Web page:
Liner notes for David Liebman Big Band: Beyond the Line (OmniTone 12204)


For more than 30 years, David Liebman has stood at the leading edge of creative music.  He has worked with Miles Davis, Elvin Jones, Chick Corea, John McLaughlin, Eddie Gomez, Pat Metheny, John Abercrombie, John Scofield, and many others.  He is a Grammy nominee with over 50 recordings as a leader and over 200 recorded original compositions, ranging from orchestral works to string/wind/sax quartets to re-workings of Puccini and Bernstein to world music.  He was a "jazz educator" before the term was generally used and still devotes a large chunk of his time to conducting clinics, developing pedagogical texts, and working with other educators.  His musical career defines the avant garde — not in the oft-used dismissive, "doesn't-reflect-the-tradition, ain't-going-nowhere, just-blowin' crazy out stuff" sense — but as originally intended: he leads the advance of music.

Yet for all his credits and accomplishments, this is the first time Dave is fronting his own big band.  "I never considered myself a big band player," he explains.  "I hated it, actually.  I never liked being part of a section.  It's just you have to phrase like the lead alto player to make it right."  But fronting a big band is another thing.  "There's nothing like the power of fifteen horns behind you," bubbles Lieb.  "It's unbelievable.  It's the football team.  It must be what the quarterback feels like when he's got those guys in front of him charging away."

Dave relied on the help of long-time aide de camp Gunnar Mossblad — saxophonist, composer, and educator — without whom Dave says this debut project could not have happened.  They employed a "band within a band" concept using members of Liebman's regular rhythm section, and augmented by an outstanding cross-stylistic collective of top-flight East Coast performers and improvisers familiar with Liebman's style and musical language.  They selected an equally diverse array of Liebman compositions that span his 30+ year career.

Dave wrote "Hiroshima Memorial" after being deeply moved on his first visit to the monument.  "When I wrote the tune in the 80s, the whole disarmament race was pretty tense with Reagan," notes Dave.  After the initial shakuhachi-like wood flute solo that opens the piece, "You hear the bombs.  You hear the airplane coming."  Ed Sarath's programmatic arrangement stays true to its first recording where Lieb played all the parts.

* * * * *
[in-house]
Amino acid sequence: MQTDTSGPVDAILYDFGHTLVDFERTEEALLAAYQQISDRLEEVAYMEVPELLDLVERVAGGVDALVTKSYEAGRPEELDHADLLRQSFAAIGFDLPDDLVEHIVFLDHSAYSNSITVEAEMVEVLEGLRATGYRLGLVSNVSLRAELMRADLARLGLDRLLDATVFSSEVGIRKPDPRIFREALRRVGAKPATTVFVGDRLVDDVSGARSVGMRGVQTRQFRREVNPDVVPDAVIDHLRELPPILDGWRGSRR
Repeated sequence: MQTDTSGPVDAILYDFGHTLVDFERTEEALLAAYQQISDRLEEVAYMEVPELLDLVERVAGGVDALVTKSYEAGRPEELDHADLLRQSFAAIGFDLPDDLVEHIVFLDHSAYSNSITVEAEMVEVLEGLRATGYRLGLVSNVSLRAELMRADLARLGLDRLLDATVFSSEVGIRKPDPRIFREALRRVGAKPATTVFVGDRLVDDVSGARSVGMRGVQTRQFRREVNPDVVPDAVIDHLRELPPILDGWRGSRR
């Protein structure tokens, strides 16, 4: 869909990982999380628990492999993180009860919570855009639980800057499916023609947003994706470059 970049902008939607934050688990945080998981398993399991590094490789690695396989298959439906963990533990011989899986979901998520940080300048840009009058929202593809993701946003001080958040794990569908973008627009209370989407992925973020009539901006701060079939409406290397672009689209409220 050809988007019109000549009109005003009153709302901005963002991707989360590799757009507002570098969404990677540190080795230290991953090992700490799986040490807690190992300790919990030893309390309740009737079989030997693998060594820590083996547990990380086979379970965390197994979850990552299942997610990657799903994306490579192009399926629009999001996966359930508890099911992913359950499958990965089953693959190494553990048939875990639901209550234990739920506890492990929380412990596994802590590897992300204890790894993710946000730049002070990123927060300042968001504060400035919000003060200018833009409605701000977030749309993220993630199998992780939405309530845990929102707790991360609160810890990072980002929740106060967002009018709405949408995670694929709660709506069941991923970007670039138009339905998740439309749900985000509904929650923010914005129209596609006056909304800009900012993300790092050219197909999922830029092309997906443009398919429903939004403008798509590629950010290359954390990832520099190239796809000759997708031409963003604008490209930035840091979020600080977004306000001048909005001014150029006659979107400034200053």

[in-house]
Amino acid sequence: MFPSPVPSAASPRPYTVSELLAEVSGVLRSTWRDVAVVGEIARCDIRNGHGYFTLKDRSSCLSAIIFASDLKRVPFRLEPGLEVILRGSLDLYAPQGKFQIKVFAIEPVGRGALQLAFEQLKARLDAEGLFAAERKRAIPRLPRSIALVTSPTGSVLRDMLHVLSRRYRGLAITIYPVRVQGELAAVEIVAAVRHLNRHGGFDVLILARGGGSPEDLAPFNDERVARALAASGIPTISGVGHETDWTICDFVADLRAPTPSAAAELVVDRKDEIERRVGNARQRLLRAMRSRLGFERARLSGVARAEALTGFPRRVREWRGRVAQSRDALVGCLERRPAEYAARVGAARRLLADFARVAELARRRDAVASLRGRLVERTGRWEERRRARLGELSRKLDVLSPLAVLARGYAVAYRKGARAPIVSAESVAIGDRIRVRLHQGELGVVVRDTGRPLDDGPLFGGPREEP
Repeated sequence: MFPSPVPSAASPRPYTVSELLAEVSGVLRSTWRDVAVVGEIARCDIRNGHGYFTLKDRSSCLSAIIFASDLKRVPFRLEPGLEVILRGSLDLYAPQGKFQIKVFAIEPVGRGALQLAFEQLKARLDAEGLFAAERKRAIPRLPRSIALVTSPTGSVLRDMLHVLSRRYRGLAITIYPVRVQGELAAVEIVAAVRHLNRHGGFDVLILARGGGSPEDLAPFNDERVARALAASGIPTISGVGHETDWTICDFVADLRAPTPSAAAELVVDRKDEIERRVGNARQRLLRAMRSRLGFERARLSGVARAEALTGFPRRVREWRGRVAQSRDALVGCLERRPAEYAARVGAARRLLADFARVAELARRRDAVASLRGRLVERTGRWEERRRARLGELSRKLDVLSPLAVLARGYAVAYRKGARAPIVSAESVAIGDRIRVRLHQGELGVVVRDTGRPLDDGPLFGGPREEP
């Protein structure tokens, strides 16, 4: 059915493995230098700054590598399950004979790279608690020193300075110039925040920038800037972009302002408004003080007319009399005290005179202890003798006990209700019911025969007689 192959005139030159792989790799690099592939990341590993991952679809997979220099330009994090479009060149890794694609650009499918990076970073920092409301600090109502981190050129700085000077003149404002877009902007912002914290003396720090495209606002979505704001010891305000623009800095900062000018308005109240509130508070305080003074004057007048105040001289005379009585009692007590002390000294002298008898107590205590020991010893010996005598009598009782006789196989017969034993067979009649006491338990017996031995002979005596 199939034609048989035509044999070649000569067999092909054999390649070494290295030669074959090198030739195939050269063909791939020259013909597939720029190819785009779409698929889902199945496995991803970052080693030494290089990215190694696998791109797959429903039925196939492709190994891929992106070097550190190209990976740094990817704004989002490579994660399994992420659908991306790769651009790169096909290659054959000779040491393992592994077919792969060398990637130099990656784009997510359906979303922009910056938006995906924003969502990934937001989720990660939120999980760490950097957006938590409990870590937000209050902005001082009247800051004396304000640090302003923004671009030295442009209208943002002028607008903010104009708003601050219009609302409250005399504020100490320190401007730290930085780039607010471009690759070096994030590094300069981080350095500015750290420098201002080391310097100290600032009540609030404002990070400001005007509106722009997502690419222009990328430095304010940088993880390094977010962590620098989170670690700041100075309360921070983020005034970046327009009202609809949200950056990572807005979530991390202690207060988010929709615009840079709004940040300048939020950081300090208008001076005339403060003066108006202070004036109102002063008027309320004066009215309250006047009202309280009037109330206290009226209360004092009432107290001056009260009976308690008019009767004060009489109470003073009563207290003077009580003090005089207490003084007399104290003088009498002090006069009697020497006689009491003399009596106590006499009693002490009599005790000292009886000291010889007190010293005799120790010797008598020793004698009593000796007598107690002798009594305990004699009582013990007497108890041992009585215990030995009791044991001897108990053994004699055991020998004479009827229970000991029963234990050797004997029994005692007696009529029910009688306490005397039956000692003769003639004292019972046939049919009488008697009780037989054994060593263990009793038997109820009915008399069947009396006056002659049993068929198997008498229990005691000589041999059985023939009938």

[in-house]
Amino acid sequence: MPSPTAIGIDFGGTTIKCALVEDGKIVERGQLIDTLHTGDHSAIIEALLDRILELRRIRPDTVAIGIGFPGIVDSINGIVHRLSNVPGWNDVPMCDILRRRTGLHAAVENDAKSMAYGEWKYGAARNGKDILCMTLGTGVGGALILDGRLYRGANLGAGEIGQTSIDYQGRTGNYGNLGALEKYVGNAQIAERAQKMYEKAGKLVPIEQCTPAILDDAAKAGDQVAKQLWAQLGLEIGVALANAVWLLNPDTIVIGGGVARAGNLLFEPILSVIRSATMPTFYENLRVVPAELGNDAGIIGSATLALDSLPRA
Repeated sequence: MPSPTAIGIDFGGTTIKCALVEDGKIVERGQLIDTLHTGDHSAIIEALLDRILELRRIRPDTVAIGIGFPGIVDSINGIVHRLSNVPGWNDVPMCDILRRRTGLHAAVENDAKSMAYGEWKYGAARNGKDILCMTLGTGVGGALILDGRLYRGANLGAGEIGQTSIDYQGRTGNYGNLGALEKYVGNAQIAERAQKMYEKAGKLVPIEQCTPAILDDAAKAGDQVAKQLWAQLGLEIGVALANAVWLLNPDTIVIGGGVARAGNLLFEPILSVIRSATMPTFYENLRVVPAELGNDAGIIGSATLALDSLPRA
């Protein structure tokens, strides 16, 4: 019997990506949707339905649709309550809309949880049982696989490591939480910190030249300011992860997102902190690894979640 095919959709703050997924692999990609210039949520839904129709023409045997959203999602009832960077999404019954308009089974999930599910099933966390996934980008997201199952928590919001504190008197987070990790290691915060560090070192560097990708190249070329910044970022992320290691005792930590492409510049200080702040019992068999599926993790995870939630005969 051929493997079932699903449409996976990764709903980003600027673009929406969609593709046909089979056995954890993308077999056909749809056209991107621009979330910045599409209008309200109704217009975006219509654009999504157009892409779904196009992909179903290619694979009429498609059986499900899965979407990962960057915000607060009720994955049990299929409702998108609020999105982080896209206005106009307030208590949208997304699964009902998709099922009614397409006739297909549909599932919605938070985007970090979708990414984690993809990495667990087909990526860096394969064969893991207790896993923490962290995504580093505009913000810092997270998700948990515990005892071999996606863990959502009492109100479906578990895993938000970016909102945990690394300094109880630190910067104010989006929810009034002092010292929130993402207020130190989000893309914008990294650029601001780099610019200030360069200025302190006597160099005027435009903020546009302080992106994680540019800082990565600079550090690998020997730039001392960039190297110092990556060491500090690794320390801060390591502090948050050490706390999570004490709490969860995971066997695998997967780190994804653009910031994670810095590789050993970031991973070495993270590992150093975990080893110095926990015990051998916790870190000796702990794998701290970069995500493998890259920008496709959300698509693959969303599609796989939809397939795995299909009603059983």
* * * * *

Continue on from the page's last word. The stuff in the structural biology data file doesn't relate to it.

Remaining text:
Perhaps the most beautiful, melodious piece on the recording, "Beyond the Line" sprang out of a new view of humanity garnered at the resolution of terrible, on-going incidents between Dave and another individual who really went beyond the line in conduct.  The tune, arranged by Vince Mendoza, exhibits "a charitableness, a tenderness" with the revelation that, despite all the bad things Dave experienced, "I just don't believe that somebody really means to be like that."

Arranger and composer Jim McNeely arranged "Sing, Sing, Sing," the only non-Liebman composition on the album, for a 1996 Carnegie Hall Jazz Band concert entitled "Goodman Revisited."  Though his concert performance garnered a photo in The New York Times, Lieb was unable to make the CHJB recording date that landed McNeely his first Grammy nomination.  In the audaciously clever arrangement, exciting episodes echo famous riffs in the original Goodman band arrangement, and you can certainly hear Dave's soprano setting the pace trading fours, twos, and ones with the whole band!

McNeely also arranged "Done with Restraint" — done with anything but restraint — for a project the two did with the West German Radio Orchestra.  Adds Lieb, referencing long-time colleague pianist Richie Beirach, "That's one of those chamber music, me-and-Beirach-type tunes.  You know, 20th century ‘out.'"

"Carissima," dedicated to Dave's wife Caris and arranged by his student Henrik Frisk, comes from some of Lieb's early forays into chromaticism.  "It kind of strikes that balance between atonality and tonality," explains Dave, "sort of between beauty and brains."  Though he didn't intend the piece to be a literal musical portrait, he admits that musicians who have tackled the challenging-yet-deceptively-simple tune in the past have quipped, "Boy, your wife must really be a ballbuster."

Arranger Alan Baylock set "Fracas" for Lieb with the Air Force Band.  The title came from drummer Billy Hart, a ten-year member of Lieb's band, who, after one performance, exclaimed "It's a fracas, man!" Dave describes the sound as "a funk-fusion thing with 16th-note lines that are chromatic."  Baylock's arrangement is true to the original except, as Dave notes, "for the free playing with a lot of horns going crazy."

The album ends most appropriately with "Pablo's Story," dedicated to an epic man, Pablo Picasso, and outfitted with a fittingly epic arrangement by Bill Warfield.  For Dave, Picasso epitomizes the true artist and the true avant garde.  He displayed discipline and respect, developing his skills by learning from the masters, then stretching out and finding his own voice.  He explored different worlds while staying careful to acknowledge history and tradition.  Adds Dave, "That was Miles and that was Picasso, and not many people in art can do that."

"You gotta watch your step and you gotta be adventurous, but you gotta be respectful and diligent.  On the other hand, you gotta not be afraid to go beyond the line, to go to do things that might not naturally look like they're suitable for your style," concludes Dave.  "That's what I've tried to do, and I loved Picasso because he did that."

—Frank Tafuri          

[Click here for the complete interview with Dave Liebman]

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